When you start a new Insbridge implementation or are working on a major change do you incorporate a design phase or do you just dive into RateManager and start building rating logic? If you are in a time crunch (usually the case) you may be tempted to skip design and just jump right to the build phase. While that might be OK for smaller changes, it is not recommended. A design phase will help you be more efficient during the build phase as it will define “how” the requirements should be implemented. The output of the design phase should be a design specification document.

 

So how do you document the Insbridge program design?

When designing the instructions for an Insbridge program, it is important to document each instruction in a way that allows you to deconstruct each calculation into its individual components and define them using Insbridge terminology. Here at Second Phase we call this document an Insbridge Build Design Document (BDD). It is built using an Excel workbook that contains sections (or sheets) for Algorithms, Calculated Variables, Tables, and Sequence. Optionally, you can add a sheet for Inputs and Outputs or record these in a different document.

 

Insbridge BDD’s are being used on pretty much every project Second Phase engages in. Every customer we’ve worked with has benefited from using them. In fact, once they understood their value to the project some customers made it a requirement that all personnel involved with Insbridge development use them.

 

I am not sure if it is a great analogy but the Insbridge BDD is much like a blue print for a house. One would not start building a house until the blue print was completed, reviewed, and approved. Just like the details provided in a house blue print, the BDD provides needed details such as variable names, variable type, data type, scope, category, sequence, notes, and other beneficial information that could help the developer.

 

What are some of the benefits of an Insbridge BDD?

Customers we’ve worked with that use BDD’s are seeing these benefits:

 

Reduces Development Time

The BDD allows a developer to evaluate design options prior to actually implementing them in RateManager. Once a BDD is complete, a developer should be able to use the BDD to build a program within 1-3 days depending on the amount of data to be entered into Insbridge. This development time can be further reduced by dividing up the development of the variables and algorithms amongst several people.

 

Reduces Risk of Introducing Defects

The design document can become a deliverable that can be reviewed and approved before development can begin. This ensures that what is being developed meets set standards and reduces risk of bad solutions being introduced. This should ensure quality programs are being developed.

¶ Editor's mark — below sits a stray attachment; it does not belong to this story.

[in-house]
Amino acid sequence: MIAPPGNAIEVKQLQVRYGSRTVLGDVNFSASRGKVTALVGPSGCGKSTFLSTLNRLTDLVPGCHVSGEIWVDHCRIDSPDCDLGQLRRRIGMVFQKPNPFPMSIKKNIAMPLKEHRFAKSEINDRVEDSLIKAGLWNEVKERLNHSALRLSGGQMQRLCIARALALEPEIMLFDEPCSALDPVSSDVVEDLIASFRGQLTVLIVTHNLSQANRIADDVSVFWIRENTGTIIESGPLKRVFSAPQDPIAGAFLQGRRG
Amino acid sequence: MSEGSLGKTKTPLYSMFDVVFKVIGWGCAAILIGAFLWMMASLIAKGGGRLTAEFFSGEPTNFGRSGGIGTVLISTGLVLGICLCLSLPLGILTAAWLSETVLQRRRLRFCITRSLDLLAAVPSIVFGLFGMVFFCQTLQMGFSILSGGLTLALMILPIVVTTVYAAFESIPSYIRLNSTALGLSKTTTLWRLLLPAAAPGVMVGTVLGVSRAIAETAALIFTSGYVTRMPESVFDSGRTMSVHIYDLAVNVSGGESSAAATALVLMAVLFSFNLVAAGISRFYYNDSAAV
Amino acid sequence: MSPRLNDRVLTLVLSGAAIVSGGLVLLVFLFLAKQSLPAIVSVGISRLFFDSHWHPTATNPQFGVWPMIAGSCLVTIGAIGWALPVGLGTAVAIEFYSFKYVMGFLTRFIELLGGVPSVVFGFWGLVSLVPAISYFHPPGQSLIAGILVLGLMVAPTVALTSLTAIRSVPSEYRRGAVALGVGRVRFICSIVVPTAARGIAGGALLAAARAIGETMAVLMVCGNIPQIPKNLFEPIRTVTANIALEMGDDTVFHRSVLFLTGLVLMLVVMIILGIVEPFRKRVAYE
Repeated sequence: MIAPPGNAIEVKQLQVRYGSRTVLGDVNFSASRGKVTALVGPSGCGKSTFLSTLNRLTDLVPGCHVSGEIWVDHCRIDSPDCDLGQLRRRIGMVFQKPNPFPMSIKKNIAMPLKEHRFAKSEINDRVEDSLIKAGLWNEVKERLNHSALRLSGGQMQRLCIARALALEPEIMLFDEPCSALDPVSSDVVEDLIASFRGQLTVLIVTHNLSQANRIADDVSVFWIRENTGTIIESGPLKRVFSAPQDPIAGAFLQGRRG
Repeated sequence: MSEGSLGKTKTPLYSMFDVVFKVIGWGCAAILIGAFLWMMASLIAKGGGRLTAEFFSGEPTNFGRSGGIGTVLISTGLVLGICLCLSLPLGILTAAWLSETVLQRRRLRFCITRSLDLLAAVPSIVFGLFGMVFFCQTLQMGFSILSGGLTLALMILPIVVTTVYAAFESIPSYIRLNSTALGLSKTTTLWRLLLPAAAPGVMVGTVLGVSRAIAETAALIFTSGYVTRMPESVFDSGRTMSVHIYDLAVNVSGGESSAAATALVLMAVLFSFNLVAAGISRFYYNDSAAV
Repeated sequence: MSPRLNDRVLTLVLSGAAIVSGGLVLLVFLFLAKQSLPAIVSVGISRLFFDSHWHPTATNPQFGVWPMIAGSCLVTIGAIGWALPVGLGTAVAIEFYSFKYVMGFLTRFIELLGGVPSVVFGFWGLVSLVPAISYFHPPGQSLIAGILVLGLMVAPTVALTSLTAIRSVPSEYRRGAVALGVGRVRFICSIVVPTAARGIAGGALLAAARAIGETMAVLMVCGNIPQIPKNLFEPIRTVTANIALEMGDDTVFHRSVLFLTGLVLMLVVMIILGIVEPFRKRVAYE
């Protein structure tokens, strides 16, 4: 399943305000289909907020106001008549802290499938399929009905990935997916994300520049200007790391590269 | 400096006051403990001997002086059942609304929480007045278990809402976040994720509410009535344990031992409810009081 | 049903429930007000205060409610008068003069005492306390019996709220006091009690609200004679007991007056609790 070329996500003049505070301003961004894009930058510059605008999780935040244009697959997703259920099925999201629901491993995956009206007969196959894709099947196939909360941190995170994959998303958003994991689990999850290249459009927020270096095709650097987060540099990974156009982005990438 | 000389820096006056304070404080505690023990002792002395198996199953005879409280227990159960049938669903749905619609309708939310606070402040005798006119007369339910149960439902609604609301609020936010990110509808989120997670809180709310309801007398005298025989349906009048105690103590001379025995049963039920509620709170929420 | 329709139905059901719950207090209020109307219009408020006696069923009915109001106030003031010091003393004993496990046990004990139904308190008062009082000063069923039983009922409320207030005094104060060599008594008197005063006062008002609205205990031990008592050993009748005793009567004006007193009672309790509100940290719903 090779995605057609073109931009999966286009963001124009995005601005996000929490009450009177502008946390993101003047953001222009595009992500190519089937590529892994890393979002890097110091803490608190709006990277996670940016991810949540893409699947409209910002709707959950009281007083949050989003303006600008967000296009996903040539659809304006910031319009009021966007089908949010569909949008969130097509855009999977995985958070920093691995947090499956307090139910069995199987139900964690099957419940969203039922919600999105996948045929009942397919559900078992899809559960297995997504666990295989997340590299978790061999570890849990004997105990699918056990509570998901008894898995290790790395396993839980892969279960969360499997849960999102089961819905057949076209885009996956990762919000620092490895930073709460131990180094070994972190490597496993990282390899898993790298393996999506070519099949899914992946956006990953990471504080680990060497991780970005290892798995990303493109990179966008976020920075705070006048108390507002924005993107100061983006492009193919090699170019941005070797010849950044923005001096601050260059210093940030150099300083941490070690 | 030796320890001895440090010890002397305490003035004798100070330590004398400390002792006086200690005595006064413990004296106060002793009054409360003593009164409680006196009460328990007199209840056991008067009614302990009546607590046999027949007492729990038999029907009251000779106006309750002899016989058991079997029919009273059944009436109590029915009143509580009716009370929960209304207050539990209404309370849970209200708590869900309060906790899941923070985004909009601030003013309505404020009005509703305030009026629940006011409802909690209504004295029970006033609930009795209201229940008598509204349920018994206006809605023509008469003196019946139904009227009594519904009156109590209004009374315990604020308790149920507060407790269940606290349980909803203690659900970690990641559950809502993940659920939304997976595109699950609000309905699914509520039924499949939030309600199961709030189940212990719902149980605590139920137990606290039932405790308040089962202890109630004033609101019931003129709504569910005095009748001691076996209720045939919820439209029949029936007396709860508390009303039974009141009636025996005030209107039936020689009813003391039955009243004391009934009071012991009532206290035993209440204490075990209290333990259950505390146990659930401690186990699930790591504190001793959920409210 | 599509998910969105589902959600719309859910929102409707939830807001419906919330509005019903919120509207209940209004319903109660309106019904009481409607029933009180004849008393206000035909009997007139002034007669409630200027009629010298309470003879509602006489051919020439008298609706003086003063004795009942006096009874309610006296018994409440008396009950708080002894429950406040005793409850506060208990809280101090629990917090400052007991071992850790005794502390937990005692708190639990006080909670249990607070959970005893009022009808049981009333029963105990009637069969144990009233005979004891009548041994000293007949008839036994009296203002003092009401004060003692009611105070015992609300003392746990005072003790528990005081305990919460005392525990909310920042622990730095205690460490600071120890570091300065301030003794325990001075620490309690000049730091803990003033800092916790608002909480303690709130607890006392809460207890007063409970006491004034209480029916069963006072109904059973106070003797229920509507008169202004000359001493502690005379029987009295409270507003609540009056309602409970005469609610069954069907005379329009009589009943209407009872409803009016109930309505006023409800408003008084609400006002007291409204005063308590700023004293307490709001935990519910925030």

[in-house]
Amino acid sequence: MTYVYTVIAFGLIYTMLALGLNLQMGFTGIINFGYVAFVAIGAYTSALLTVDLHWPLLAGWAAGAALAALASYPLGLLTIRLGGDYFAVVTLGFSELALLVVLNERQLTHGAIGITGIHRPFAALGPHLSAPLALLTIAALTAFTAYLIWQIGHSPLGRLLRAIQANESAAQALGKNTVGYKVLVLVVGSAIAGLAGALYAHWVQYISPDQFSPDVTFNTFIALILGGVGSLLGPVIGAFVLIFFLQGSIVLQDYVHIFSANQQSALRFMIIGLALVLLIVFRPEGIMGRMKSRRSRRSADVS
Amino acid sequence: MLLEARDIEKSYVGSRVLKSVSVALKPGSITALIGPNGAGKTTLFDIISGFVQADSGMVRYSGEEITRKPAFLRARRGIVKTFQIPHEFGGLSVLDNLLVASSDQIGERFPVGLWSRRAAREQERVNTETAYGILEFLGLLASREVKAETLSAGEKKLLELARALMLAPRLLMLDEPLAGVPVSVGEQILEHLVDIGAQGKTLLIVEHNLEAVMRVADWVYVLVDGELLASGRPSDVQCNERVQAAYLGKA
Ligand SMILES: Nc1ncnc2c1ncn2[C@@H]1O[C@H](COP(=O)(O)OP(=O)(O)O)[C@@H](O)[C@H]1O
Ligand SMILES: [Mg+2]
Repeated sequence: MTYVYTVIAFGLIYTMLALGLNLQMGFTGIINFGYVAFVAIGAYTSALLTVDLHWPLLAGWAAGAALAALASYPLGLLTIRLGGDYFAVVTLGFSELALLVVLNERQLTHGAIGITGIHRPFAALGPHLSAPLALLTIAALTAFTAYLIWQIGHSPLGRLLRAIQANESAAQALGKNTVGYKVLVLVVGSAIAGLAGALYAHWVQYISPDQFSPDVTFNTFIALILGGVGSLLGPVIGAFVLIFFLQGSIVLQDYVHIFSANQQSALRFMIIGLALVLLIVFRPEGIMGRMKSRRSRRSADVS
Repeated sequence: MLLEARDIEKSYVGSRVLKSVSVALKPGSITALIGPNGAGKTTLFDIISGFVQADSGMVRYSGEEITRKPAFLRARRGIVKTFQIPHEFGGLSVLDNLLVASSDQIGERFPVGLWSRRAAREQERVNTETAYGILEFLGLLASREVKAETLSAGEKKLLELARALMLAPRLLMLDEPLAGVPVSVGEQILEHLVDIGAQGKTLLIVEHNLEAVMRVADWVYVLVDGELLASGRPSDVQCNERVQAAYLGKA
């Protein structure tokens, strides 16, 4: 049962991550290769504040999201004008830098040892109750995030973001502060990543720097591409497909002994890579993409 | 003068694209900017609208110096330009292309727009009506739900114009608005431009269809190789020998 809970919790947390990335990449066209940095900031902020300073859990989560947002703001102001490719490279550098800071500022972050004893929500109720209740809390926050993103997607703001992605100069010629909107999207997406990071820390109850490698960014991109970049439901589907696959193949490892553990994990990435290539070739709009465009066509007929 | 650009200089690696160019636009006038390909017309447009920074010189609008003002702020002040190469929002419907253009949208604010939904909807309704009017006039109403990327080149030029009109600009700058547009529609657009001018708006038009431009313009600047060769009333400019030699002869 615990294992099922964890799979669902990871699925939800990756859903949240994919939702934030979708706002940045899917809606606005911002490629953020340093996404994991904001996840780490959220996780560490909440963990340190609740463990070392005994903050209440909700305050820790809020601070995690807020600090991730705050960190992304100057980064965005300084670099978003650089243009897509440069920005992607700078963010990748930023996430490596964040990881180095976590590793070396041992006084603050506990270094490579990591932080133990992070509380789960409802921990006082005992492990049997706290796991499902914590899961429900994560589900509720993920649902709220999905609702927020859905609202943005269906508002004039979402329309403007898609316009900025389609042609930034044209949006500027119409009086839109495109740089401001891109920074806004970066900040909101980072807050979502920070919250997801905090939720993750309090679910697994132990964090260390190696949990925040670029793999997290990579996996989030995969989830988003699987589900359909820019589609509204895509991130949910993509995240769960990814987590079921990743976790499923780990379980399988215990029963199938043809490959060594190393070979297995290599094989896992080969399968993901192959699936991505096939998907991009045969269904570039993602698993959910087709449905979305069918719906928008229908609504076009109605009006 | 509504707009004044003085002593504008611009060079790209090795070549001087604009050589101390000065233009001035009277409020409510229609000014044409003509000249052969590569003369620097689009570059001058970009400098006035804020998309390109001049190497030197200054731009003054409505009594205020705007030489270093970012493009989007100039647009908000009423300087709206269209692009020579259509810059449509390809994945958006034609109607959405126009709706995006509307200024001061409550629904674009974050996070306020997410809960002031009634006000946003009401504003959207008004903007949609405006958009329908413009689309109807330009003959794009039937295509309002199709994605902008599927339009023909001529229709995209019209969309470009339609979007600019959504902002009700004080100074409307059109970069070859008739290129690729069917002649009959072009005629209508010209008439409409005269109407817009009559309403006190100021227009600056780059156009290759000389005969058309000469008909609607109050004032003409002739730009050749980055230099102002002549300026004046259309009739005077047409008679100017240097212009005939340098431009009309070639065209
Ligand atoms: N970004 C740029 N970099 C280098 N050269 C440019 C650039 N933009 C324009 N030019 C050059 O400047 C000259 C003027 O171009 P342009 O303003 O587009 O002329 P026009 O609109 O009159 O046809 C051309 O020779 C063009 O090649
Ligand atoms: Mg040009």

Much Easier to Make Changes in a BDD than in Insbridge

This is especially important in the initial design phase for a project that has insufficient documentation and/or frequently changing requirements. Many variables in Insbridge have dependencies and it can be very difficult to delete or rework logic if new requirements spring up unexpectedly. These scenarios can be handled faster in the BDD.

 

Provides an Easier More Transparent Way to See What is in a Insbridge Program

The BDD is an Excel workbook that is much easier to navigate and find needed data than RateManager (especially for those not that familiar with Insbridge). This also lowers the training time that will be needed to get a new employee familiar with a given Insbridge program.

 

Work Can Be Split Up Without Causing Conflicts

If there are multiple people on a project, the BDD design can be used to divvy up the work. Design can be completed in separate excel documents and merged after each is complete.

 

What about maintenance?

Once you are in maintenance mode the BDDs become less beneficial. Most of your future changes will probably be small to medium in size and the BDD may not seem worth the effort. If you prefer to have some sort of Insbridge Rating Logic documentation outside of RateManager then you should keep and maintain them. Some customers do require a design document of some sort be presented before any kind of development can begin. In that case, the Insbridge BDD could serve that purpose. We have been discussing at Second Phase the possibility of creating an Oracle Insbridge add-on that gives the ability to export program version data into a BDD like format so that it would not be necessary to maintain the original BDDs created at the beginning of a project. Until then, it will be up to you to decide if it makes sense to maintain BDDs.

 

Conclusion

If you are at the beginning stages of an Insbridge project or embarking on a major change to one or more Insbridge Programs then it is highly recommended that you incorporate a design phase and create an Insbridge BDD. Doing so will keep you more organized, reduce total development time, and reduce the risk of introducing defects.